Posts Tagged ‘Lexington’

A father’s greatest gift

Posted on: June 19th, 2012 by CEP Administrator No Comments
Discussion

 

By the Rev. Dr. Gary Nicolosi

 

How can we teach our children the truth?

A group of parents were pondering that question several years ago in a parish where I served as rector. They seemed at their wits’ end trying to teach their children true and false in a world that bombards us with thousands of messages every day, each one giving us a different perspective. Just look at the magazine, newspaper and internet ads, or the TV and radio commercials, and you begin to realize that in this day and age, everyone has a version of the truth. In fact, there is no one truth, but multiple and often competing “truths” that vie for our loyalty.

Heather and I often enjoy turning to the American cable news networks to hear how they report a story. It’s fascinating: the same news story will be reported three different ways depending on whether you are listening to Fox News, MSNBC or CNN. It’s the same story–but different versions.

Welcome to the world of postmodernism, where there is no one correct answer or single authority. In postmodernism, all explanations of reality are constructs; there is no objective truth. Pluralism and relativism are celebrated. Learning is endless. All systems, including church systems, are viewed as alienating and repressive. All authority is suspect. Reality is kaleidoscopic, organic, multicultural and chaotic.

Postmodernism is the world of anyone born after 1976. Tell a young person, “This is the truth” and you are likely to hear the response, “But who says? And anyway, that’s only your opinion!”

I still remember watching the evening news as a young boy with my father. Each night, after Walter Cronkite closed his broadcast with, “And that’s the way it is,” my father would ask me, “What do you think the other guy’s point of view would be?” Night after night, my dad pointed out the possibility of another perspective, of a different way of interpreting reality. I am sure it was his questions that prodded me into becoming a lawyer.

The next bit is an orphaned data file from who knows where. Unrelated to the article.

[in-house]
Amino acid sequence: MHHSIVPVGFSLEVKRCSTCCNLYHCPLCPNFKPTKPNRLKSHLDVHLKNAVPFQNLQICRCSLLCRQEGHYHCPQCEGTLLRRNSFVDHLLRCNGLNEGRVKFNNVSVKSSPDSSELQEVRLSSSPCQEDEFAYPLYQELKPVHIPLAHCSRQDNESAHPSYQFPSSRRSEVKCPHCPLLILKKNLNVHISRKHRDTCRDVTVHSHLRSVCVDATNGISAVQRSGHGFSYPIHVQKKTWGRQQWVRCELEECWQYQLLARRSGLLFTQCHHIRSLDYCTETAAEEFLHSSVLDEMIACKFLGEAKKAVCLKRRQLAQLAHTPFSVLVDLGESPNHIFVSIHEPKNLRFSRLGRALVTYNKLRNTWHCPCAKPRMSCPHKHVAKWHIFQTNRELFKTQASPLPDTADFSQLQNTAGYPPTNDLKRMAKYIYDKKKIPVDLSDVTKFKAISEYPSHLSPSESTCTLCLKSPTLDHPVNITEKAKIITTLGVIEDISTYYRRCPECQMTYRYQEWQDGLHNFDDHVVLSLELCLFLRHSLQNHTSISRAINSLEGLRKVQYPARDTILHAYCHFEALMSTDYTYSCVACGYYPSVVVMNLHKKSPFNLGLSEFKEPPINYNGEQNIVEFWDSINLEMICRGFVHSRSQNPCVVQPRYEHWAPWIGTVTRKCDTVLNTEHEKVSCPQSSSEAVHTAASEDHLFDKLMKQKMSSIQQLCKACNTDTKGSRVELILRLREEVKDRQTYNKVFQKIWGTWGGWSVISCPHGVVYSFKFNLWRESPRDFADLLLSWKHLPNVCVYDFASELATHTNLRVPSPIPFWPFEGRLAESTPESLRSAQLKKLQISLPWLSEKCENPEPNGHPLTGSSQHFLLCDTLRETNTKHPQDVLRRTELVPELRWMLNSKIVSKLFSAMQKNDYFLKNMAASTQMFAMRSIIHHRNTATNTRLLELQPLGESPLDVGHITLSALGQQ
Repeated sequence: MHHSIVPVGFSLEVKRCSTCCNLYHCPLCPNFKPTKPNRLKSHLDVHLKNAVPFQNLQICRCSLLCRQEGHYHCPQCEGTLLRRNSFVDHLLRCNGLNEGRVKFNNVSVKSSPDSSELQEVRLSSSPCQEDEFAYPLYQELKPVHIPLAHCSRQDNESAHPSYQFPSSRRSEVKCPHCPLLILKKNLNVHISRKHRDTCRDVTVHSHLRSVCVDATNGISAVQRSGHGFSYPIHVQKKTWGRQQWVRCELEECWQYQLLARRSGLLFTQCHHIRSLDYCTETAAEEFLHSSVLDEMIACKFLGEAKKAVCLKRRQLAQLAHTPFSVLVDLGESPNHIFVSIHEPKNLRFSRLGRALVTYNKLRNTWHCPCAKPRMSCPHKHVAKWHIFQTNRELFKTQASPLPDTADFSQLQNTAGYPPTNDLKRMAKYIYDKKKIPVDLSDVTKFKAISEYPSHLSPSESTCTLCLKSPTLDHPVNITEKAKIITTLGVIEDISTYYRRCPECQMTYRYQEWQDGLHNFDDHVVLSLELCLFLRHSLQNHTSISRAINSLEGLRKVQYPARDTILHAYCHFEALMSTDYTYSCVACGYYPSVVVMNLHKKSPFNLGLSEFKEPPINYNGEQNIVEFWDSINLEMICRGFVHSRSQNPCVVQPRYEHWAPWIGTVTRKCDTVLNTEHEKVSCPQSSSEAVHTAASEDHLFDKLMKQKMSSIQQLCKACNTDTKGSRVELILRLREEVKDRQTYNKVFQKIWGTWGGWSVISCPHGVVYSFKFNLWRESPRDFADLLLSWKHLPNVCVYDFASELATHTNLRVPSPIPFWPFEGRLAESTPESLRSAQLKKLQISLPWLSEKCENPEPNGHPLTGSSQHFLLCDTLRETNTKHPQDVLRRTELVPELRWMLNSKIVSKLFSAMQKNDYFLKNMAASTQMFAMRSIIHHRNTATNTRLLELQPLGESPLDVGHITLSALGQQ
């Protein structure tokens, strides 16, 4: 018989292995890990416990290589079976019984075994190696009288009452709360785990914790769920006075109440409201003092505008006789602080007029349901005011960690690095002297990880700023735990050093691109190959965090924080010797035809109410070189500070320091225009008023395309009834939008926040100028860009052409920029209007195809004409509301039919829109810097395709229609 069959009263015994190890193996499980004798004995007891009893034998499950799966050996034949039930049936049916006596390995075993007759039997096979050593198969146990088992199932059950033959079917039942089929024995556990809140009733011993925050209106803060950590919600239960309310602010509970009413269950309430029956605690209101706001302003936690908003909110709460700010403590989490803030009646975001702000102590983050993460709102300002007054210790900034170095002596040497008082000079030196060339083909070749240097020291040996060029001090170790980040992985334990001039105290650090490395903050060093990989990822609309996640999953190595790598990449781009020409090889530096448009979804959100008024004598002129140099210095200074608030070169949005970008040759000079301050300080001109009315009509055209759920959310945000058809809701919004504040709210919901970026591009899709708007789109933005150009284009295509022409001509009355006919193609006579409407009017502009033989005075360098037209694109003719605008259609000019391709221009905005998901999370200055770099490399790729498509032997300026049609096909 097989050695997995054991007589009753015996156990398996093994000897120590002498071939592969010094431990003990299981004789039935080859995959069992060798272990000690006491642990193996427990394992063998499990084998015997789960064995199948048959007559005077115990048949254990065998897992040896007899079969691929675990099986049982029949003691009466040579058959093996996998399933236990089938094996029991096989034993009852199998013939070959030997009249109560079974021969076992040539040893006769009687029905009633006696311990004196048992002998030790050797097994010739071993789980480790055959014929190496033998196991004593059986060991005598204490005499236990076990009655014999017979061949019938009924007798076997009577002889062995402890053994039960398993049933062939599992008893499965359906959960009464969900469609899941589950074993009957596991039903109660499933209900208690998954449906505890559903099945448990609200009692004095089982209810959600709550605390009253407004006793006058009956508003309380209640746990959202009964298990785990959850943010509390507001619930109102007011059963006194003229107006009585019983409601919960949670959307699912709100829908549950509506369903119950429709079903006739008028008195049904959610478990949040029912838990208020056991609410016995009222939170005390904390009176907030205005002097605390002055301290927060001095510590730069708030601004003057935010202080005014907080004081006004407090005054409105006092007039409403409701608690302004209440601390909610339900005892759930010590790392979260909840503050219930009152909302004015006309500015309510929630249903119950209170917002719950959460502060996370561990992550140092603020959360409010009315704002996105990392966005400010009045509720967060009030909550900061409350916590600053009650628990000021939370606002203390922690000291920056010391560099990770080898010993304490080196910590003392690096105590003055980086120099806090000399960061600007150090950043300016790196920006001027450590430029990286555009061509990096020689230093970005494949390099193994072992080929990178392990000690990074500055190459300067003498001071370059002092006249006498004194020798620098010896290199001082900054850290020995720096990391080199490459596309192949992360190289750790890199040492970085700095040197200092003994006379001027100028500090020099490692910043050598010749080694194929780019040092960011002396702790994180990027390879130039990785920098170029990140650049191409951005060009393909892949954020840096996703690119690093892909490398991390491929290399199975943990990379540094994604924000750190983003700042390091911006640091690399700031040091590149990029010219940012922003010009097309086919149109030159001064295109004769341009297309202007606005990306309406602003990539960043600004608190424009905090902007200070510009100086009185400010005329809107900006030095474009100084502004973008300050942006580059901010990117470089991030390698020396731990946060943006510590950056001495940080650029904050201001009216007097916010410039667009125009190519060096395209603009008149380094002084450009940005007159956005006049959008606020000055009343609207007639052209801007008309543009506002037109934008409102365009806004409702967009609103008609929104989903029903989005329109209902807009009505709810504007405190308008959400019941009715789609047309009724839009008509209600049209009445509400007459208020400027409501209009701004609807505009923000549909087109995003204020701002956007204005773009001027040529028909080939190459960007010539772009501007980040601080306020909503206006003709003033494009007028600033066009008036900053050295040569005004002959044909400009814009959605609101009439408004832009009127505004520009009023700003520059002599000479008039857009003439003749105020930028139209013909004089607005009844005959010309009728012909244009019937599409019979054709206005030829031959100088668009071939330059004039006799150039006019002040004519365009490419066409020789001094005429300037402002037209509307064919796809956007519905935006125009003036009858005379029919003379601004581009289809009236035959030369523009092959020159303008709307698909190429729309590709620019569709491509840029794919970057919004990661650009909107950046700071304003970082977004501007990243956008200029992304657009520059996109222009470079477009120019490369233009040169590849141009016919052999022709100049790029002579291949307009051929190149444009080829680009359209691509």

In law school, I learned that no one account represents an absolute truth. All reporting, all narration of events, all court testimony is, by definition, a retelling of the story, a conscious selection of facts to include some things and omit others. It’s not that there is any intention to deceive; in most cases there is not. It’s just that every statement of the facts is shaped through the person’s lens of experience, based upon what is important to the narrator.

But you don’t have to be a lawyer to be shaped by postmodernism. Everyone is influenced by postmodernism because it now saturates our culture.  Anyone surfing the internet realizes the way situations can morph and be interpreted differently, but no less correctly, by different web sites. And if we want an “answer” to any question, all we have to do is surf the web and we will get hundreds or even thousands of answers– all purporting to be the “truth” even when many of the answers contradict one another other.

So, in this kind of postmodern world where there are multiple truths and everyone claims to be an authority, how do we Christians communicate truth to our children?